Prey can evade predators and also avoid attacks. However, some can escape from inside a predator after being swallowed. For example, some animals that can survive predators’ digestive systems are excreted in faeces and thereby escape, albeit in a passive manner. Now, for the first time, research has documented the quick, active escape of prey from the body of a predator after being eaten.
Kobe University ecologist SUGIURA Shinji found that the aquatic beetle Regimbartia attenuata can actively escape from the vent of the frog Pelophylax nigromaculatus via the digestive system. Furthermore, his laboratory experiments suggest that the beetle can promote frog excretion to facilitate its escape. His research appears in the 3 August 2020 issue of Current Biology. MORE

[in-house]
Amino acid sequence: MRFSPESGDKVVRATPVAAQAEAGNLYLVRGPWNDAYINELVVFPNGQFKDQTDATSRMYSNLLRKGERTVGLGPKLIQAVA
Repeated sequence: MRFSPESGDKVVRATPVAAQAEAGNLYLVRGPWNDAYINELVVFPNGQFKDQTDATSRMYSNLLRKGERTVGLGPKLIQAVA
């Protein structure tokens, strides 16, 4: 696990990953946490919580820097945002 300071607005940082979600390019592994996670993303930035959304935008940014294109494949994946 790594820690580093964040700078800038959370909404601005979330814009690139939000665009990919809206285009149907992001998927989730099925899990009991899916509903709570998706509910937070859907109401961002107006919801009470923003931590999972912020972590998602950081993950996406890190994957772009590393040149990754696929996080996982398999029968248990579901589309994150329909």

Header image: (a) An adult of the aquatic beetle Regimbartia attenuata. (b) The potential predator Pelophylax nigromaculatus. (c) R. attenuata escaping from the vent of P. nigromaculatus. Credit: Kobe University.